One thought on “Canada’s Dark Secrets

  1. It was mentioned in this documentary that it is now difficult for a Canadian to say that “I didn’t know,” about residential schools. Honestly, prior to my grade 11 year of secondary school (2018), I did not know much about residential schools. Prior, I did hear a bit of the Truth and Reconciliation report and the 94 calls to action. At my alma mater, grade 11 English was dedicated to Indigenous studies. While I did study William Shakespeare’s Macbeth, there was an emphasis on studying Indigenous culture of Canada. I recall doing a presentation on Indigenous clothing and music, reading an Indigenous novel, “Three Day Road,” by Joseph Boyden. However, probably the biggest takeaway was a viewing of the movie, “Indian Horse.” A good chunk of the film, based on the actual novel, spoke to the realities of residential schools.

    A thread that really went through the documentary above and the movie “Indian Horse” was the notion of *identity*, how via residential schools, not only did Indigenous students lose their Indigenous culture, but also the core of who they are a human beings. They were alienated from who they are, from their family, from culture, from their homeland so to be assimilated into white European culture. I think it is important to reflect upon this damaging aspect of residential schools. As a visible minority myself, a Vietnamese-Canadian, I think of how often I and many of my peers take our chances to celebrate our traditions such as the Lunar New Year (Tết) or as a Catholic to gather and partake in the celebration of Mass in Vietnamese. Just up the street where I live, there is a Vietnamese Buddhist temple with monks residing in the residence and from time to time I would hear the chanting of Buddhist prayers in Vietnamese with the smell of burning incense. Many other cultures and religions can freely express their own cultures, forming a “mosaic” of diversity. It is perhaps what we see in Canada now in terms of multiculturalism and diversity that makes it so difficult for us to embrace the reality of residential schools – how a country that today prides itself with multiculturalism at one point in history tried to erase Indigenous culture and people.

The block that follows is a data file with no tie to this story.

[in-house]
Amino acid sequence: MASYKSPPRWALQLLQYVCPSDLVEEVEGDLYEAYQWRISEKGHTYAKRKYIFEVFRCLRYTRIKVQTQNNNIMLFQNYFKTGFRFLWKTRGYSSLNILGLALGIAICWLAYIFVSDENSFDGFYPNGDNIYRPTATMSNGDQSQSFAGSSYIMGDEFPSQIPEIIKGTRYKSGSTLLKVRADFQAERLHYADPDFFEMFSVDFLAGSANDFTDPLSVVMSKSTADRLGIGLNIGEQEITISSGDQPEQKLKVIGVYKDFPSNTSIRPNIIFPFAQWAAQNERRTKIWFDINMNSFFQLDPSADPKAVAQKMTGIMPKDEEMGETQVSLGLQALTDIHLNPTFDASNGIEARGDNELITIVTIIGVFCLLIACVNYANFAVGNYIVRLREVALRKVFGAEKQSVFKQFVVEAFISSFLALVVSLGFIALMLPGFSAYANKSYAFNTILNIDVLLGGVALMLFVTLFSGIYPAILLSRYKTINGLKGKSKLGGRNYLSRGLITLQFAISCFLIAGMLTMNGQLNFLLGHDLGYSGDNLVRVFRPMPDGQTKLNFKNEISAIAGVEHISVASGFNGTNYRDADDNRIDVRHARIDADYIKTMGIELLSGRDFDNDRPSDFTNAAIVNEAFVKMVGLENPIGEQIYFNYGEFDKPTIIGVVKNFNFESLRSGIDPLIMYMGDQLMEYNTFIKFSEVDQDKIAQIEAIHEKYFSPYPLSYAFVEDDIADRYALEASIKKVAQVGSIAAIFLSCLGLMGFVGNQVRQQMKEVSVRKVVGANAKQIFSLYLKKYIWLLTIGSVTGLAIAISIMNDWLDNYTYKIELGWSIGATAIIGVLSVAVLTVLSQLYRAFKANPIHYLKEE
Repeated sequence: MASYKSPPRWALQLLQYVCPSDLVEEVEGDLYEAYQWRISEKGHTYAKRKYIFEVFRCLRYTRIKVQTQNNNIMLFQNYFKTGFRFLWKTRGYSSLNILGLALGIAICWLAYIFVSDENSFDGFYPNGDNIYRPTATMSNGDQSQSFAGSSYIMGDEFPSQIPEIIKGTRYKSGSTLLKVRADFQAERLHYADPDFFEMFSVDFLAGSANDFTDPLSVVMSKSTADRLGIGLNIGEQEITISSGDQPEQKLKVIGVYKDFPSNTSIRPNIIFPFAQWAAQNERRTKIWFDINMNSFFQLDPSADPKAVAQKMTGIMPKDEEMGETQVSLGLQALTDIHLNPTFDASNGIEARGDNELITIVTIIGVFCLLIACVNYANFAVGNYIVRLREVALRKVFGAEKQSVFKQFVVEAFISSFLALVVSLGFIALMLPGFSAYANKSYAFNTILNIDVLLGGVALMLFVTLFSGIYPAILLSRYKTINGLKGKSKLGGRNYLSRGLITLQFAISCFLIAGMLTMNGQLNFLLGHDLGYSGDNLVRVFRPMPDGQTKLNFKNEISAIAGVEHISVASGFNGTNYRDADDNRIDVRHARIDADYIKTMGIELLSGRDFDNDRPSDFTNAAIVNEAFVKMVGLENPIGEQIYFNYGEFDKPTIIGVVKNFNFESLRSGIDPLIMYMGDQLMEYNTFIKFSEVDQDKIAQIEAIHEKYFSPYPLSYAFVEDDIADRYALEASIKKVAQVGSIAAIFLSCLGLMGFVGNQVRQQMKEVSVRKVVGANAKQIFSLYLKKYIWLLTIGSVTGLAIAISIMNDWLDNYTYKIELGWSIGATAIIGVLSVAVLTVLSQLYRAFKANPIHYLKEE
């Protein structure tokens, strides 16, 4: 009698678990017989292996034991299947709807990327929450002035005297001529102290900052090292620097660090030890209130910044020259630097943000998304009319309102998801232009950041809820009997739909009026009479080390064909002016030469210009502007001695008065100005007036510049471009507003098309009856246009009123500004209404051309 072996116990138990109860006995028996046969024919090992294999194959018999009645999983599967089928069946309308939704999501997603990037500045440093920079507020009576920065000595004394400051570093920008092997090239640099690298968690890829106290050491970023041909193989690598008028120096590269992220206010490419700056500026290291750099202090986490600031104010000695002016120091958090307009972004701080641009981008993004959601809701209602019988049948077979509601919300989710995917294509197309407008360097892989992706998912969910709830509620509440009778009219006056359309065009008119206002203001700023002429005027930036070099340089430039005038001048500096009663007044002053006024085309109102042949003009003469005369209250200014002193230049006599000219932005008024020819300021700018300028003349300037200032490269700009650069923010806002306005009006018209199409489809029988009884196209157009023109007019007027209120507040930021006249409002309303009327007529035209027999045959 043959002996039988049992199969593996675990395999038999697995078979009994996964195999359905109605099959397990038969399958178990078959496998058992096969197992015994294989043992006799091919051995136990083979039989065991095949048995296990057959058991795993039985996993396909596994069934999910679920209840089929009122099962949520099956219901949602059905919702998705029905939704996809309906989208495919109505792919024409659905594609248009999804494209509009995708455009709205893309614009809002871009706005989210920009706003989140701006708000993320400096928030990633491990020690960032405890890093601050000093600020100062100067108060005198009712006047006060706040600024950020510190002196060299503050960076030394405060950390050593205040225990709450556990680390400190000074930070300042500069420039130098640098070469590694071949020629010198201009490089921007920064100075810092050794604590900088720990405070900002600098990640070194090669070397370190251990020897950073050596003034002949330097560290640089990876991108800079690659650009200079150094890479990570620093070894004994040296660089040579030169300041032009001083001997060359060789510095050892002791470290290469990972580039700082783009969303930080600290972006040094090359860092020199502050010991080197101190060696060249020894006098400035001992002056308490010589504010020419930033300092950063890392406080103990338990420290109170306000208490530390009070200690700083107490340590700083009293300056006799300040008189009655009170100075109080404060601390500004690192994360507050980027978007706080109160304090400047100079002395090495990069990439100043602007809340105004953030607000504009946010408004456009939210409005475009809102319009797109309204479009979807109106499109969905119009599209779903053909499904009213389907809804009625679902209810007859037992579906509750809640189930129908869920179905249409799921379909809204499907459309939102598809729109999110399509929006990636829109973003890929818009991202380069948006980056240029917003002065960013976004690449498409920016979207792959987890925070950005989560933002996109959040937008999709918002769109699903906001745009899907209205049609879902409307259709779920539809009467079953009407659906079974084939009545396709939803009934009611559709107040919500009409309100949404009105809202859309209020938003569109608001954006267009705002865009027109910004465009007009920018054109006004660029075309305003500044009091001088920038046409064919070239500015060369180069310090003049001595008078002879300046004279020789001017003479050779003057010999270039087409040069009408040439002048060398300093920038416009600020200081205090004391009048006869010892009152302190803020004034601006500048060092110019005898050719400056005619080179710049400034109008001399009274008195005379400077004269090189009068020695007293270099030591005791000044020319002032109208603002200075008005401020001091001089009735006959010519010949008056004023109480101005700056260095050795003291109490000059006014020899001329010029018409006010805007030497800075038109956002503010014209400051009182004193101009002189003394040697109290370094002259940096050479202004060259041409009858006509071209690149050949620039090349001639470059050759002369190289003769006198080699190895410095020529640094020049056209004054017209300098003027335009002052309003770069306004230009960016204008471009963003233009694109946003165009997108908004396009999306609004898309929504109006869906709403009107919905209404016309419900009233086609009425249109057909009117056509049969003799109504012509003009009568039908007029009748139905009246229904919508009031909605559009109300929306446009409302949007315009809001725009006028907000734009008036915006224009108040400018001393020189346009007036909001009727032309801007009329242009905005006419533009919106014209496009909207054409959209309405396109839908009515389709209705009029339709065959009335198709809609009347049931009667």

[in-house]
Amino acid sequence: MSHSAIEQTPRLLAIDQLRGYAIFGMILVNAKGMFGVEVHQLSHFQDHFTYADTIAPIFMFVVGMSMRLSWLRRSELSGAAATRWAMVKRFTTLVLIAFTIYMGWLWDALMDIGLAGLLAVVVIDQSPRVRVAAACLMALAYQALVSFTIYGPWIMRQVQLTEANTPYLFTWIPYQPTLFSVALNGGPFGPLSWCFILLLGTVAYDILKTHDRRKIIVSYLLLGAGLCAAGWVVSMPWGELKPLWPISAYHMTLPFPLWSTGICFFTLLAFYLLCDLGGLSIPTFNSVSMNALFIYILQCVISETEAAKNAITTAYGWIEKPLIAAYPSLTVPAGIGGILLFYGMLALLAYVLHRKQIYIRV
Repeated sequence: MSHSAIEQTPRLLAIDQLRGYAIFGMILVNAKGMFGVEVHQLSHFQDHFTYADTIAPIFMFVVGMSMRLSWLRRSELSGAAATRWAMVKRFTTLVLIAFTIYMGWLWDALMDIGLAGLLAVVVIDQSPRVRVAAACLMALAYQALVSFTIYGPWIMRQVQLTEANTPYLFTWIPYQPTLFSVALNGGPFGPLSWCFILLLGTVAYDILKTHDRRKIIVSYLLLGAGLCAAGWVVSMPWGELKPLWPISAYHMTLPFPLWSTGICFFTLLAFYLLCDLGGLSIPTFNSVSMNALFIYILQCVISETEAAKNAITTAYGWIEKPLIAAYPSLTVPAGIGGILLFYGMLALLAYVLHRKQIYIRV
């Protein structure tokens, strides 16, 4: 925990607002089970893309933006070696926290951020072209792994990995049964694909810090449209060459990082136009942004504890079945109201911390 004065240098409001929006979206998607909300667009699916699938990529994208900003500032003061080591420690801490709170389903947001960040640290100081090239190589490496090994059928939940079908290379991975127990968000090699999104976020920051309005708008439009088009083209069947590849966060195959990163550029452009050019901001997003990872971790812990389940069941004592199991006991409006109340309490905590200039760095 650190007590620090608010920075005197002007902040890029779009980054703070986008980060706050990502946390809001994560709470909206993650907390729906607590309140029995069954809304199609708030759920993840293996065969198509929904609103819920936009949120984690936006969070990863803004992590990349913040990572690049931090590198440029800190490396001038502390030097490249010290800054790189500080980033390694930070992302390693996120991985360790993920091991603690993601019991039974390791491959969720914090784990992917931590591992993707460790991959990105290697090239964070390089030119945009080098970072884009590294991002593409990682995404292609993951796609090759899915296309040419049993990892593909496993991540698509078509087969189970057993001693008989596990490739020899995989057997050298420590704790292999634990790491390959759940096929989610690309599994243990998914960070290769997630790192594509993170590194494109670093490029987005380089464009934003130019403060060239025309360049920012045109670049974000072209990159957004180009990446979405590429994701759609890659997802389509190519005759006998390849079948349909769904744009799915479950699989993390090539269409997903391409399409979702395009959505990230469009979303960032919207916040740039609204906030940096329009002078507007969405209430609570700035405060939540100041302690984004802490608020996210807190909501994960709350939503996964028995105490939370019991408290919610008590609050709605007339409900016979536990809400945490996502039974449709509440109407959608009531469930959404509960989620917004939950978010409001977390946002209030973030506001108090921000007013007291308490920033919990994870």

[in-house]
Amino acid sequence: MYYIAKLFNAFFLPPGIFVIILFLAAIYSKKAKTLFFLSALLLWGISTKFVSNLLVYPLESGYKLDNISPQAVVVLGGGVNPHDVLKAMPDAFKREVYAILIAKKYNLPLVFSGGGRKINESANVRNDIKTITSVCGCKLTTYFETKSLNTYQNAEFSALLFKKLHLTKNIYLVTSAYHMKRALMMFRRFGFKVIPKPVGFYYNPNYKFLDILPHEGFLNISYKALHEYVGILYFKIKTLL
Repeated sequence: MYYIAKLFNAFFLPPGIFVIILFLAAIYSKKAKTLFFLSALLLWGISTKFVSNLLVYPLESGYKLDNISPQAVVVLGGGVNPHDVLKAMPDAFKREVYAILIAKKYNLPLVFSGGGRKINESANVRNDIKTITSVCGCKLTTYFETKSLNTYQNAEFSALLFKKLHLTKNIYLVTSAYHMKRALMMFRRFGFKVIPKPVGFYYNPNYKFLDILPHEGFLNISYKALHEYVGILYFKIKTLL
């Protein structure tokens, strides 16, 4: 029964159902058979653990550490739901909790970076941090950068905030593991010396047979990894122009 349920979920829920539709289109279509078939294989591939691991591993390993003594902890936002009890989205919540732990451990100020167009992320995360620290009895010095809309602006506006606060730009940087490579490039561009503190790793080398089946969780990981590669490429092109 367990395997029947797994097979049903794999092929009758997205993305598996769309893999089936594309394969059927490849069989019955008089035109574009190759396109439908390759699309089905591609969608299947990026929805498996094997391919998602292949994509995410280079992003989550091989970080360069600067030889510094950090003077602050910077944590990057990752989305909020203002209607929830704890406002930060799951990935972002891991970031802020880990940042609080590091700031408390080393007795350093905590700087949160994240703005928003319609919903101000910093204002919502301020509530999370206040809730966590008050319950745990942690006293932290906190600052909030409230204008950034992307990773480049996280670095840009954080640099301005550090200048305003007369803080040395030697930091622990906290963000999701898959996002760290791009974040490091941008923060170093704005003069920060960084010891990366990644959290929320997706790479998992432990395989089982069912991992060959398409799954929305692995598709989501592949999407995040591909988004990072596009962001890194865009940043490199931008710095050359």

Upon the discovery of the mass grave in Kamloops (and other similar graves are being discovered), what was disturbing was the pointing of fingers, among leaders, rather than speaking and addressing the realities of the damages of residential schools, particularly addressing how to better support and reconcile with our Indigenous brothers and sisters. Gerri Butler, one of the speakers in the above documentary spoke of the need of less talk – more action when it comes to truth and reconciliation. She is right, it is only when we stop pointing fingers at each other and seeking out mere words from various sides of the table, and instead vouch for action, accompaniment and sincere reconciliation and then can we really move towards restoration of what was lost. We cannot change the past, but we must look recognize the faults and rather spend time on talk and statements, take action and move towards reconciliation.

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